In The Politics of Arbitration Law and Centrist Proposals for Reform, I explained how issues surrounding consumer and other adhesive arbitration agreements became divisive along predictable political lines (progressives vs. conservatives) and proposed an intermediate (or centrist) position to resolve those issues. However, The Politics of Arbitration Law did not argue the case for my proposals. It left those arguments for this Article, which makes the case against current (conservative) arbitration law, and a third article, which will make the case against progressive proposals to reform arbitration law. In other words, this Article stands out from the many other articles critiquing current arbitration law because this Article’s critique comes from a centrist, rather than progressive, perspective. For that reason, this Article’s critique may be more likely than progressive critiques to gain traction with lawmakers.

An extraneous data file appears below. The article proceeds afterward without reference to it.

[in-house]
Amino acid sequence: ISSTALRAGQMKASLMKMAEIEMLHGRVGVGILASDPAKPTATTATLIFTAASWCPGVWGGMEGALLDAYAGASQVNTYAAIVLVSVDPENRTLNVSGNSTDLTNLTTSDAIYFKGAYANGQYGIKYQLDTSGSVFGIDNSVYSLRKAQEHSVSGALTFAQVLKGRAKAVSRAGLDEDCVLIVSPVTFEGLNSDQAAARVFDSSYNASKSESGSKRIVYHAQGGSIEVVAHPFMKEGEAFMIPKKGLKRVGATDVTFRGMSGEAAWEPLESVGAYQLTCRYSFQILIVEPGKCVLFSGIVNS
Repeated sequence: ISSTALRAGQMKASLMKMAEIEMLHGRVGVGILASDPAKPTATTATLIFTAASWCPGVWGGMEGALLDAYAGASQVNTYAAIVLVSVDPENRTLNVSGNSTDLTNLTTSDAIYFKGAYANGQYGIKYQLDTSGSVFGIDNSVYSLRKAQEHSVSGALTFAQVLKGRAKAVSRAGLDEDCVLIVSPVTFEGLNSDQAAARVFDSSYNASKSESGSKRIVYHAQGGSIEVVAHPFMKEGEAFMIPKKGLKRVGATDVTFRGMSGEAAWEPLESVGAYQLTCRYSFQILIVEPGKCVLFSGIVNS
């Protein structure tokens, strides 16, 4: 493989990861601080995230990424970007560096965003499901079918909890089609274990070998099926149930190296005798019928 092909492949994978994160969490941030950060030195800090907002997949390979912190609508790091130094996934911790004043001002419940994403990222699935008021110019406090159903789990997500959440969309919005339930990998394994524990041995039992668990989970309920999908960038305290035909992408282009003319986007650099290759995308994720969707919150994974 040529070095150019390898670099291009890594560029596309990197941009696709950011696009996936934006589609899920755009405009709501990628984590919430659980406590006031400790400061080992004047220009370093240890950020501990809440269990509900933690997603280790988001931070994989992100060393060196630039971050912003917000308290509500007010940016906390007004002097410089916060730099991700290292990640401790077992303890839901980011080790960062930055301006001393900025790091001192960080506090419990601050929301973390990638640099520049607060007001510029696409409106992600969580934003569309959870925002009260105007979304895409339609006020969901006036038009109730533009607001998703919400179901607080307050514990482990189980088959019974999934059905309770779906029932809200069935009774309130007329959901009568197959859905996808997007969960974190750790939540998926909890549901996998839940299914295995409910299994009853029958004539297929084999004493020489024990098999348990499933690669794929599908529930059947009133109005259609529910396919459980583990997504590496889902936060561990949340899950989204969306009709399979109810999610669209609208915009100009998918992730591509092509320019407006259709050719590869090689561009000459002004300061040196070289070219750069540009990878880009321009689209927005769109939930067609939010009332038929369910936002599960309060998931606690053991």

Stephen J. Ware,
The Centrist Case Against Current (Conservative) Arbitration Law,
68 Fla. L. Rev.
Available at: http://scholarship.law.ufl.edu/flr/vol68/iss5/1